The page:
Many women spend the duration of their pregnancies worrying about complications and disease instead of making the most of the experience. Misinformation often keeps women from enjoying their favorite foods, exercising, and living a normal life — but it doesn’t have to. Don’t believe these false pregnancy myths in an attempt to stay healthy — or monitor someone else’s health status.
Myth: You can’t drink caffeine
It’s commonly assumed that you can’t drink any caffeine when you’re pregnant. Science has yet to confirm or deny this claim, however. Until there’s more evidence surrounding caffeine’s affects during pregnancy, the American Pregnancy Association recommends pregnant women limit their intake to 200 milligrams (about two cups of coffee) or less per day.
Myth: You can’t have sex
You don’t have to put your sex life on hold when you’re pregnant — as long as you’re careful, of course. According to Mayo Clinic, as long as you’re experiencing a healthy pregnancy, sex is completely normal and safe. Sex doesn’t cause miscarriages or harm your baby in any way. It’s not uncommon to experience decreased sex drive early on in your pregnancy. But if you’re in the mood, go for it.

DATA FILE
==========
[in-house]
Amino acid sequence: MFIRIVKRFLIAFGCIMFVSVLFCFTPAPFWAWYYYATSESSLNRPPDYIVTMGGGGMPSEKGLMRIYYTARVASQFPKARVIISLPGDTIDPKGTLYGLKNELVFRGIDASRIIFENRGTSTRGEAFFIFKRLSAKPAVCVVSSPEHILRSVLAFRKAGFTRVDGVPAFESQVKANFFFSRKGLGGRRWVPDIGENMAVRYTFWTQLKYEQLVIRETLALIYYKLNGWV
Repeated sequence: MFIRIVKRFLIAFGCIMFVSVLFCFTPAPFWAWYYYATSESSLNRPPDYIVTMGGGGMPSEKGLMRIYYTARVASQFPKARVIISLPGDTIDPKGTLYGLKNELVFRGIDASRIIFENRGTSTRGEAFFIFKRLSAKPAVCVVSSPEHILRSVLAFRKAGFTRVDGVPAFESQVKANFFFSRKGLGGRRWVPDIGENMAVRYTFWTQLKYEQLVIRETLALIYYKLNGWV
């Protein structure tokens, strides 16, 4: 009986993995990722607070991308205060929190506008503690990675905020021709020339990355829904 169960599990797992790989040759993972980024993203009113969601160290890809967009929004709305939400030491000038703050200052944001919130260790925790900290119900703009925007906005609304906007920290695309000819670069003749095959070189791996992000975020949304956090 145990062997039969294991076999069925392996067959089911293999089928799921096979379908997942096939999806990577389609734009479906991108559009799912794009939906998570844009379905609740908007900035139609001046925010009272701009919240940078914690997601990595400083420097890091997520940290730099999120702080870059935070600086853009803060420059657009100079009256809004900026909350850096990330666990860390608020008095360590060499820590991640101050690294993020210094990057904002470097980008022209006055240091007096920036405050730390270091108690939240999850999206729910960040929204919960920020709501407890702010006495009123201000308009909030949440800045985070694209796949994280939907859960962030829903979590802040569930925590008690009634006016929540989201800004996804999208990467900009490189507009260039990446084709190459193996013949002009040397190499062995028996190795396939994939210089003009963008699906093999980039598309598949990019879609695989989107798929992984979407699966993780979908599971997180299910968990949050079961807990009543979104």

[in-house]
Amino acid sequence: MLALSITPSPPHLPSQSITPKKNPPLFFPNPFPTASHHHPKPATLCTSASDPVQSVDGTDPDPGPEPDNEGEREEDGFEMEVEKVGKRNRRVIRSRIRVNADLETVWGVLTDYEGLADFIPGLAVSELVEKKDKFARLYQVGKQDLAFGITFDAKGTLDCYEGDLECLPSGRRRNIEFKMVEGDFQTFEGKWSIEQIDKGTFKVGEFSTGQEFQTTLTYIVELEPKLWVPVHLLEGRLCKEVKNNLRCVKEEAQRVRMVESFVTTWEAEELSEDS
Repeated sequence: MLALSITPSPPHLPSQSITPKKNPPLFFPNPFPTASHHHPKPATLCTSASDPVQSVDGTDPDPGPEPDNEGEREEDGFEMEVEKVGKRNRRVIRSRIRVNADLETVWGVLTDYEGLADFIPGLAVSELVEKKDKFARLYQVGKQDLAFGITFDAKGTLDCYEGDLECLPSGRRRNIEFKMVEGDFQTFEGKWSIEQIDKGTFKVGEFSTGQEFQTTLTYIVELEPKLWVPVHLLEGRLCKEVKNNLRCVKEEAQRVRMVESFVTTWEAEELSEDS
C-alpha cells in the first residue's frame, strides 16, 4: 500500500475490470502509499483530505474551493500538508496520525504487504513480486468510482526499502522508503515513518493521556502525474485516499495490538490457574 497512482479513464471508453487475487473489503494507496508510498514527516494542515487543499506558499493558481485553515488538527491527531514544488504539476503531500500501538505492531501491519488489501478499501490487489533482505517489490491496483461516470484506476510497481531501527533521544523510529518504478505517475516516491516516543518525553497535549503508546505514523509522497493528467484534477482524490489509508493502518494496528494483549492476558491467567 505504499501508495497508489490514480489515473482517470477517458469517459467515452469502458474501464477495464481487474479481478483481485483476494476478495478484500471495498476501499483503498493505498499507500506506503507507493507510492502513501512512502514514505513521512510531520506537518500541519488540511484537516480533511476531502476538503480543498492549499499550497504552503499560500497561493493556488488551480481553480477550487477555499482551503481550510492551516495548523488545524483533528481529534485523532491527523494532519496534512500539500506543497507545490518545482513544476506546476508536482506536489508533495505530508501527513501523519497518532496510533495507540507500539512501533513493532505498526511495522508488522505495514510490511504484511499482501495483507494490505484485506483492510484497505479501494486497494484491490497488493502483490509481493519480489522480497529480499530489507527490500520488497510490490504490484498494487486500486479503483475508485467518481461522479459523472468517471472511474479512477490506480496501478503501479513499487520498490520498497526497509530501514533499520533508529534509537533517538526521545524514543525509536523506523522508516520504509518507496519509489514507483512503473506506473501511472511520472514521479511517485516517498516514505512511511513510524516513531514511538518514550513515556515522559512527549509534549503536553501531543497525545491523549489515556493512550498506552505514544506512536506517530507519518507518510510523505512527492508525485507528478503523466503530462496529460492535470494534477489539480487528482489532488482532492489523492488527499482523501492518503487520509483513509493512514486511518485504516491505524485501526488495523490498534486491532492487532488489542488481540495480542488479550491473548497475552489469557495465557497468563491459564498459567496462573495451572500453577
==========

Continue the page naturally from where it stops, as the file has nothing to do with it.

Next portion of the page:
Myth: You have to ‘eat for two’
The phrase “eating for two” makes it sound like you have to eat twice as much food during pregnancy to stay healthy. This isn’t the case at all, according to MedlinePlus. It’s much more important to eat healthy and gain a reasonable amount of weight while pregnant — so nutrition matters over the amount of calories you need to consume.
Myth: You can’t travel on an airplane
It’s completely safe to travel by plane while pregnant, despite many unnecessary concerns about radiation and related assumed hazards. The American Pregnancy Association recommends traveling on major airlines and avoiding smaller, private planes. You are usually allowed to travel late in your pregnancy, unless your doctor instructs you not to.
Myth: You can’t get a flu shot
Are flu vaccines safe during pregnancy? Absolutely. In fact, according to the Centers for Disease Control and Prevention, the flu is much more likely to cause health complications for pregnant women than women who aren’t pregnant. Scientific evidence has proven that getting a flu shot while you’re pregnant is completely safe — and potentially beneficial to both your health and the health of your baby.
Myth: You can’t eat fish
You’ve probably heard that fish contains mercury, which pregnant women should not consume. However, according to the Academy of Nutrition and Dietetics, fish is full of protein, iron, and omega-3 fatty acids — all essential nutrients you need during pregnancy. Pregnant women should avoid raw fish, and eating certain types of seafood like shark. However, options like salmon and tuna are perfectly safe.
Myth: You can’t exercise
Contrary to what you may have been told, exercise during pregnancy is completely safe — and encouraged. Parents Magazine says exercising while pregnant doesn’t cause miscarriages, and it’s good for you as long as you’re focusing on maintaining your current fitness level. Save muscle building and fat burning for that fabulous post-baby life.
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